What do I think of it?

This is my original blog.

The Good Sister      Jess Ryder

This may be a short book, at 230 pages, but it packs more twists and turns than a Himalayan Mountain track.

When a University Lecturer dies, speeding down a country lane on his motor bike, nobody could expect the secrets that are about to be revealed.

Two women, that could look like twins, born five days apart proclaim to be his daughter.

They could not be any different.  

Josie “A boring young fogey, the easy-care daughter”

Valentina “wild, daring, spontaneous, unrestrained”

Both living completely separate lives, but one of them has been having dreams for years that she has a sister, and that she was hurt by her, badly.

The story sees both girls getting to know each other. The wild Valentina causing chaos in the quiet reserved life of Josie.

The family of both girls dealing with the death of the man, who called himself their dad, but did either family know about the other.

Threatening text messages, from a mysterious person who watches every move Valentina makes.

From the posh houses of a London suburb, to the squalid existence of a derelict pub; from a leafy Derbyshire Cottage, to a run-down student terrace in Manchester the plot unfolds.

Jess Ryder wrote the story in the first person, alternating chapters from Josie’s point of view to Valentina’s. That is what makes this story so good; because at times you don’t know which sister is carrying the narrative. Then oh it’s her, really? 

There are times when I thought, is there only one woman and does she have  split personalities.

Then I wondered if one of the sisters was imagining some of the things that were happening to her.

I felt empathy for Josie, then I felt empathy for Valentina.

I liked and hated both women equally through the story. It’s a testimony to Ryders writing that my loyalty swung from one to the other all the way to the end of the book.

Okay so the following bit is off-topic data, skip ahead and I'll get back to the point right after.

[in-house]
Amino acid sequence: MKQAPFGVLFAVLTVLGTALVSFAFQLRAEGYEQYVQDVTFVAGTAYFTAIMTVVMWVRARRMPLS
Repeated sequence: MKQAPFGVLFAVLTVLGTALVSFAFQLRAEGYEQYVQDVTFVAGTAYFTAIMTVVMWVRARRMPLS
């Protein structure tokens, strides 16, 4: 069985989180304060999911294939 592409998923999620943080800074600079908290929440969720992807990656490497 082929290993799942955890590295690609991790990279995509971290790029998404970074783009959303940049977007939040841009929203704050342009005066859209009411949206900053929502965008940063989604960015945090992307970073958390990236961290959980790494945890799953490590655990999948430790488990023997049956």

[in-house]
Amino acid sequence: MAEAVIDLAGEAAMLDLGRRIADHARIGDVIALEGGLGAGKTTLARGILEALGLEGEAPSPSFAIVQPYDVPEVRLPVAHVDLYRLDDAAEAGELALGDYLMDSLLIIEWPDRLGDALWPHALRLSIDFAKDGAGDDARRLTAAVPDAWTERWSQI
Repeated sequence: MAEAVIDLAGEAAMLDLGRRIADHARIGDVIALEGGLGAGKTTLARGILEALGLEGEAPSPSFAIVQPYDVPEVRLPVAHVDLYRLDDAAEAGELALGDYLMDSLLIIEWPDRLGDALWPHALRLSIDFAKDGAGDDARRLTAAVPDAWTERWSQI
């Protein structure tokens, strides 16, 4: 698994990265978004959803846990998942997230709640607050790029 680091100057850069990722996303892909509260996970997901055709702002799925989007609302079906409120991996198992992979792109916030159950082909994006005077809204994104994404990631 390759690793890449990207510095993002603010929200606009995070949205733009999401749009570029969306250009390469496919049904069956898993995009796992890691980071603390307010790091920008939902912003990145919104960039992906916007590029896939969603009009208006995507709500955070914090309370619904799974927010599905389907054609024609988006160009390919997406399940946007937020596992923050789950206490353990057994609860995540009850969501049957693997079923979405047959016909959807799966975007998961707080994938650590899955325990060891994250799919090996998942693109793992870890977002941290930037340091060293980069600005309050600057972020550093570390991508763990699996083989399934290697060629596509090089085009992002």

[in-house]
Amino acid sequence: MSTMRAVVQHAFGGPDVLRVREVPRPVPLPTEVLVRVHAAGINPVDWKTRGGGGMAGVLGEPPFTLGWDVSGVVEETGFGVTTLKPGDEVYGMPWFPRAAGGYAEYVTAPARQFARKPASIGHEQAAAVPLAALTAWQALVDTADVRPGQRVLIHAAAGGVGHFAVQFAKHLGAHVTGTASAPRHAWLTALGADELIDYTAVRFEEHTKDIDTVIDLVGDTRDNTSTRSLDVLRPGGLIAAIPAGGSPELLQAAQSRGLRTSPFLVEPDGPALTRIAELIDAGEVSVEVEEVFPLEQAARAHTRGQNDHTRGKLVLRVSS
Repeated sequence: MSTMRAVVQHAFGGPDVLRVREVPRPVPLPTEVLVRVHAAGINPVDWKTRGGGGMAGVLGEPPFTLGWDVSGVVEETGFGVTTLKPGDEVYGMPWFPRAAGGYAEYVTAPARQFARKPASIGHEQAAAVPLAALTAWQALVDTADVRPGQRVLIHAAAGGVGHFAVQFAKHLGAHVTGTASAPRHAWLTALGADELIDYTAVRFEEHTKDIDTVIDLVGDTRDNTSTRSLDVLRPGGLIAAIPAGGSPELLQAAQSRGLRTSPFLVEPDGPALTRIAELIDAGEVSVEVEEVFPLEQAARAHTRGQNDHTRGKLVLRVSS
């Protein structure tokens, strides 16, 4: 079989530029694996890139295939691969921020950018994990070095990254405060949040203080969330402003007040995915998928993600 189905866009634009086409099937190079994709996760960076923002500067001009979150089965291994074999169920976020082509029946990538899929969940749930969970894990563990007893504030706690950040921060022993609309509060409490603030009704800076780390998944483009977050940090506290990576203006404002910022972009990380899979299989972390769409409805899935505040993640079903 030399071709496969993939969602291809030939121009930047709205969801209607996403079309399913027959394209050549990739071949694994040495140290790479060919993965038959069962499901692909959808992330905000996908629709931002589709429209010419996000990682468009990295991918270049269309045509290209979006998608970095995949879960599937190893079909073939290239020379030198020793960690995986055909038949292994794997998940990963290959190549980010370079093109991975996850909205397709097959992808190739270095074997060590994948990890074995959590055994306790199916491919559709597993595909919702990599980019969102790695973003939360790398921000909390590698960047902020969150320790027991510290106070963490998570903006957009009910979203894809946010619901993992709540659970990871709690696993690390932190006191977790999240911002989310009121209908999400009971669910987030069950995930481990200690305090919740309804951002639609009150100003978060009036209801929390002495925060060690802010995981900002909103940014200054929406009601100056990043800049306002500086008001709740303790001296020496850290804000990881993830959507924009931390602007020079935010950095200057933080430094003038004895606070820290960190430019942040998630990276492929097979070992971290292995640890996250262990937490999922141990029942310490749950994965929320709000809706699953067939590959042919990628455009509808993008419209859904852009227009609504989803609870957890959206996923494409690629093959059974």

The twists in the plot are brilliantly penned with the last twist coming right at the end; and I didn’t see it coming.

It’s hard to write too much about this book without giving plot spoilers. So much happens in such a short space of time.

All I can say is READ IT!!!!!!!

I promise you’ll love it.

When you make your mind up which is the “Good Sister” let me know; because I still can’t make my mind up.

So, what do you think, which one is the good sister.

Have a look at these two websites and make your own mind up.

Like I said. I’m just glad we have both Janet and Jess, especially Jess, she writes my style of book.

 

www.janpagewriter.com

www.jessryder.com

 

Two Girls Down Louisa Luna

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One of the best things about e-readers, and the various sites from which you can download books, is that I have discovered authors that I would never have encountered in the bookshops of the UK.

Various holidays over the years have resulted in me finding authors, and then have the frustration of not being able to buy their books here.

Today’s review highlights how good it is to find a good book by a great author, who is published in the UK, but on a small scale, and who I would probably never found.

Two Girls Down by Louisa Luna is a gem of a book.

When two very young girls go missing from a Mall in Pennsylvania their single mother is left distraught. Jamie Brandt is a single mom and her two girls, Kylie (10) and Bailey (8) are her life. The small-town Police Department are understaffed and over worked and, as much as they want to find the find the girls, it seems an impossible task.

Jamie’s Aunt contacts a Private Investigator in California with a history of recovering missing children.

A bit like a Female Jack Reacher 33 (but a lot more realistic) year old Alice Vega arrives in town and starts her own investigation.

Realising she need local help, and restricted by the Police, she reaches out for former cop Max (Cap) Capland, a single father with a very forthright 16-year-old daughter.

The investigation into the disappearance of the two girls leads Vega and Cap through the underworld of small town USA. Whilst battling with the underworld they butt heads with the Local Police.

There is the inevitable will-they-won’t-they element to the relationship but it definitely adds to the story.

The twists and turns come fast in the case and it is not a book where you will easily guess what the ending is going to be, but it’s a great ride getting there.

For those of you, like me, who have never read a Louisa Luna book before, I would compare her stories, and writing style, to Marnie Riches. If you like the Girl Who….. series and Born Bad, you are going to love this book.

Pages: 320

Published by: Doubleday

Publishing date: 9th January 2018.

Available to pre-order on Amazon